source for free and affordable eBooks


Powered by FreeFind

Site search
Web search

    Review of THE SILENT WAR by Ben Bova (see his website)


    TOR, May 2004

    The conflict between Pancho Lane and her Astro Corporation and Martin Humphries of Humphries Space Systems has always been ruthless, but now the two find themselves pushed beyond competion into outright war. As corporations, both Astron and Humphries depend on profit and loss--but the old antagonism between the two leaders, and the secret manipulations of the Japanese consortium, Yamagata Corporation. Corporate warfare means mercenaries, armed spaceships, blockades, and convoys, as well as innovative use of weapons as modern as nanotechnology and as ancient as assassination. With neither Pancho nor Humphries prepared to back down, and neither willing to listen to reason, the war threatens to spill out of control.

    Author Ben Bova (see more reviews of novels by Bova) is at his strongest when he deals with the near-future universe in which THE ASTEROID WARS is set. Earth, beset by global warming and the floods caused by melting icecaps, is in desperate need of the metals, energy, and complex manufacturing that can only take place in space. Humphries and Astro were the early developers of commercial space technologies. For decades, the two companies have been butting heads, yet the two occasionally cooperate as well. Yet Earth is hardly grateful for their efforts and much of what modern science offers is outlawed on the planet itself. Bova's descriptions of space travel, nanotechnology, and the economics of solar system exploration and exploitation all ring true.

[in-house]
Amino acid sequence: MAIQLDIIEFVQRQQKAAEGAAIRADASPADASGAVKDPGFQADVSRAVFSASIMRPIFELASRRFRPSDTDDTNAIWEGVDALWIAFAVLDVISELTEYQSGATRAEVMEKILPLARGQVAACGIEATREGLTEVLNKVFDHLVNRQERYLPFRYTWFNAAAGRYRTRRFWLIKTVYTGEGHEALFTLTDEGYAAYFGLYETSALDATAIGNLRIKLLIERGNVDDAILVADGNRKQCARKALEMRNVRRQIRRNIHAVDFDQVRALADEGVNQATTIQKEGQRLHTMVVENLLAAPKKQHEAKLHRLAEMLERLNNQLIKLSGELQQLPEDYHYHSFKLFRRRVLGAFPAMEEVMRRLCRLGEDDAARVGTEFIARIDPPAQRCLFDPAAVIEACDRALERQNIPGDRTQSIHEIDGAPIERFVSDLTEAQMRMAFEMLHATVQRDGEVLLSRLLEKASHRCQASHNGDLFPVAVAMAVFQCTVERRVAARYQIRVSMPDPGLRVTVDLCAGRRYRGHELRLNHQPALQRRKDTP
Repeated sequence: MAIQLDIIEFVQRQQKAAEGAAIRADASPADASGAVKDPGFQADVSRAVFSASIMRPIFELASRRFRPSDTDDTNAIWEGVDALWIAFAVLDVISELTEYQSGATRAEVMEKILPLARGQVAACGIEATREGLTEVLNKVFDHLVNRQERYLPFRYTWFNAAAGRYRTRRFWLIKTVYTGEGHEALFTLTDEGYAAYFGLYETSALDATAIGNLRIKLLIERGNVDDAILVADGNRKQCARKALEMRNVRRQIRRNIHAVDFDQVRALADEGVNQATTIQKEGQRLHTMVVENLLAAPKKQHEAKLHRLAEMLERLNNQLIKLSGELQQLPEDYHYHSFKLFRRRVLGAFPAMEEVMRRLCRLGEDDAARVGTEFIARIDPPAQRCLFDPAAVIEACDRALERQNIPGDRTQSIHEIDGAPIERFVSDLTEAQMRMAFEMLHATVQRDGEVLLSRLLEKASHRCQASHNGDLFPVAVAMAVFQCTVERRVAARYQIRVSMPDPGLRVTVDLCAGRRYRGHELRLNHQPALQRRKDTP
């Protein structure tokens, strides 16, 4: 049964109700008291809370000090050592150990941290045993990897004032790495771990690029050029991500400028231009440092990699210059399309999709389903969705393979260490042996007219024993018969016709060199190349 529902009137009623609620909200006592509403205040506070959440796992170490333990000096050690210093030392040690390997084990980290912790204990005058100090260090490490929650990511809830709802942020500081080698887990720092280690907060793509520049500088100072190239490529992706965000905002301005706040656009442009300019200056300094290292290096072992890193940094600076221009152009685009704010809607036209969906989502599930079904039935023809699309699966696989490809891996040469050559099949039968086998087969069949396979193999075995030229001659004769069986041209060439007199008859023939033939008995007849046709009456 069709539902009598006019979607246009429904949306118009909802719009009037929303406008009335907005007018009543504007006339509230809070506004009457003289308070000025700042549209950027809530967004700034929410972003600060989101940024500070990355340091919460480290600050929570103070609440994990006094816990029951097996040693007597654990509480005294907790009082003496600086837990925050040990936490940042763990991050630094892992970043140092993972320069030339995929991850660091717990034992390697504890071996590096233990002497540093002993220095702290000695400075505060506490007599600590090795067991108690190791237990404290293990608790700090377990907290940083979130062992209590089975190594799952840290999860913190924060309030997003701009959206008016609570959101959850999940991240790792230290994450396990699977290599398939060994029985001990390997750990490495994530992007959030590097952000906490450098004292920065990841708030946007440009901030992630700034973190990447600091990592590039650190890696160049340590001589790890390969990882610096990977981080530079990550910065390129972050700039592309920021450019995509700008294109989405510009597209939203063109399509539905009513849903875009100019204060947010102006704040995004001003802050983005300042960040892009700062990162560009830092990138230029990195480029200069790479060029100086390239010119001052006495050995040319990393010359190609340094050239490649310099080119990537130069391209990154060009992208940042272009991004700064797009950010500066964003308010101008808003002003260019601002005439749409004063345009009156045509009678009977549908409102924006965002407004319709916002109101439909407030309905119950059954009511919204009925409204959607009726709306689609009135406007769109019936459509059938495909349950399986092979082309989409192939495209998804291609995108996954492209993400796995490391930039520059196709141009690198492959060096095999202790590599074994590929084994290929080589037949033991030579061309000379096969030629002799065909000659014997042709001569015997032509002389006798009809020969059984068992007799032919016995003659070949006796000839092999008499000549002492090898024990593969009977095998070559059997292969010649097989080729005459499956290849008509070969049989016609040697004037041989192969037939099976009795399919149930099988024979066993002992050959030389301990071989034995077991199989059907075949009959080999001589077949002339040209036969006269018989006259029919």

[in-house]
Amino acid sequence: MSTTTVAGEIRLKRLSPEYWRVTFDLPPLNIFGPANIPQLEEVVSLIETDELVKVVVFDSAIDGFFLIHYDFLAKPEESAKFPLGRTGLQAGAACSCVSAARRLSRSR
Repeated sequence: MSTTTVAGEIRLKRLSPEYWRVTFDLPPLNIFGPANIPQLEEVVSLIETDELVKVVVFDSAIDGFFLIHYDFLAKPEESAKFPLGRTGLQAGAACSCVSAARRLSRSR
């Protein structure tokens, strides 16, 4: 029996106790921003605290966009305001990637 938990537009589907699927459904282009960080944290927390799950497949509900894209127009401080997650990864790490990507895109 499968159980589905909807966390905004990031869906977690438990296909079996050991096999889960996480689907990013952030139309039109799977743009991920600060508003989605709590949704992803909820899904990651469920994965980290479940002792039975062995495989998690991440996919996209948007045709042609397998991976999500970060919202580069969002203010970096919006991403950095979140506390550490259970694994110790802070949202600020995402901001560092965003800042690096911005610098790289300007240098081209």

Bova is weaker when it comes to characters. Humphries is almost completely one-dimensional. He is interested in himself, period. Even his wife, purchased at great sacrifice, ultimately means nothing to him. Pancho is little better--and in THE SILENT WAR, she has become almost Humphries' mirror rather than a real alternative. The Yamagata family shows promise, but quickly descends into evil, plotting the destruction of both Astro and Humphries without a good explanation on why this is the most efficient way to expand Yamagata influence.

    Although I wish that Bova would give his characters more life and a fundamental story question to help them through the novel, the modern world-building and the old-fashioned space opera action keeps me coming back to this series and to Bova.

    Two Stars

    Reviewed 6/15/04

    Ready to buy it? Click the button:

    Want to learn more?
    Click this link and see more reviews, similar books, and other Amazon information on THE SILENT WAR from

    Rather buy it from Barnes and Noble?
    Click this link for THE SILENT WAR from Barnes and

    Too generous? Too stingy. Or did I miss the whole point? Send your comments to I'll publish the best letters I get so let me know if I can use your name.

    Have a web site? Want a free web site? Check out these free services.